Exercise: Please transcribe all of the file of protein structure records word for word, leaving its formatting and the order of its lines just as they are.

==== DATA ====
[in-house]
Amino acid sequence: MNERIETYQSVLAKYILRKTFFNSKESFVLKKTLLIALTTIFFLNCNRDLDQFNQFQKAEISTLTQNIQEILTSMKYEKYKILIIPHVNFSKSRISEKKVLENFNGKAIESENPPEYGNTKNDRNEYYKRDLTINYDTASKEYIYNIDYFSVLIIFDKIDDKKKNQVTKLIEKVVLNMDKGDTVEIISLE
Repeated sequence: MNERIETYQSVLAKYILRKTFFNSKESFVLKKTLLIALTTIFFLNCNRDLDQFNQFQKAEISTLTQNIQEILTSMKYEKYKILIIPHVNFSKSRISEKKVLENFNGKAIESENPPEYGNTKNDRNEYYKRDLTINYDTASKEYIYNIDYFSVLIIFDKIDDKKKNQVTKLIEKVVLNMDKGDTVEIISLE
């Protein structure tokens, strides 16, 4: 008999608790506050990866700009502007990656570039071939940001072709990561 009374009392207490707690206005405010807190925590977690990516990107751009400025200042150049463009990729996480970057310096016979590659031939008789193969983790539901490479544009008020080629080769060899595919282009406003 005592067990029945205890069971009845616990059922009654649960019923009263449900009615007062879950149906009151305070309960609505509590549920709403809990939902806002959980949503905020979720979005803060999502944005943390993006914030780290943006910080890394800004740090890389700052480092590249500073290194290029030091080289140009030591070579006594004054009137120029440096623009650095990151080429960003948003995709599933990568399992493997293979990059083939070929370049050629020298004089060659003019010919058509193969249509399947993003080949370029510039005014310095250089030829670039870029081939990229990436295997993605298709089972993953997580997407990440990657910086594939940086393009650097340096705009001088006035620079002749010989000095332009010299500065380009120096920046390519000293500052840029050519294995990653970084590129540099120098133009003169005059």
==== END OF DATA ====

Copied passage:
[in-house]
Amino acid sequence: MNERIETYQSVLAKYILRKTFFNSKESFVLKKTLLIALTTIFFLNCNRDLDQFNQFQKAEISTLTQNIQEILTSMKYEKYKILIIPHVNFSKSRISEKKVLENFNGKAIESENPPEYGNTKNDRNEYYKRDLTINYDTASKEYIYNIDYFSVLIIFDKIDDKKKNQVTKLIEKVVLNMDKGDTVEIISLE
Repeated sequence: MNERIETYQSVLAKYILRKTFFNSKESFVLKKTLLIALTTIFFLNCNRDLDQFNQFQKAEISTLTQNIQEILTSMKYEKYKILIIPHVNFSKSRISEKKVLENFNGKAIESENPPEYGNTKNDRNEYYKRDLTINYDTASKEYIYNIDYFSVLIIFDKIDDKKKNQVTKLIEKVVLNMDKGDTVEIISLE
């Protein structure tokens, strides 16, 4: 008999608790506050990866700009502007990656570039071939940001072709990561 009374009392207490707690206005405010807190925590977690990516990107751009400025200042150049463009990729996480970057310096016979590659031939008789193969983790539901490479544009008020080629080769060899595919282009406003 005592067990029945205890069971009845616990059922009654649960019923009263449900009615007062879950149906009151305070309960609505509590549920709403809990939902806002959980949503905020979720979005803060999502944005943390993006914030780290943006910080890394800004740090890389700052480092590249500073290194290029030091080289140009030591070579006594004054009137120029440096623009650095990151080429960003948003995709599933990568399992493997293979990059083939070929370049050629020298004089060659003019010919058509193969249509399947993003080949370029510039005014310095250089030829670039870029081939990229990436295997993605298709089972993953997580997407990440990657910086594939940086393009650097340096705009001088006035620079002749010989000095332009010299500065380009120096920046390519000293500052840029050519294995990653970084590129540099120098133009003169005059």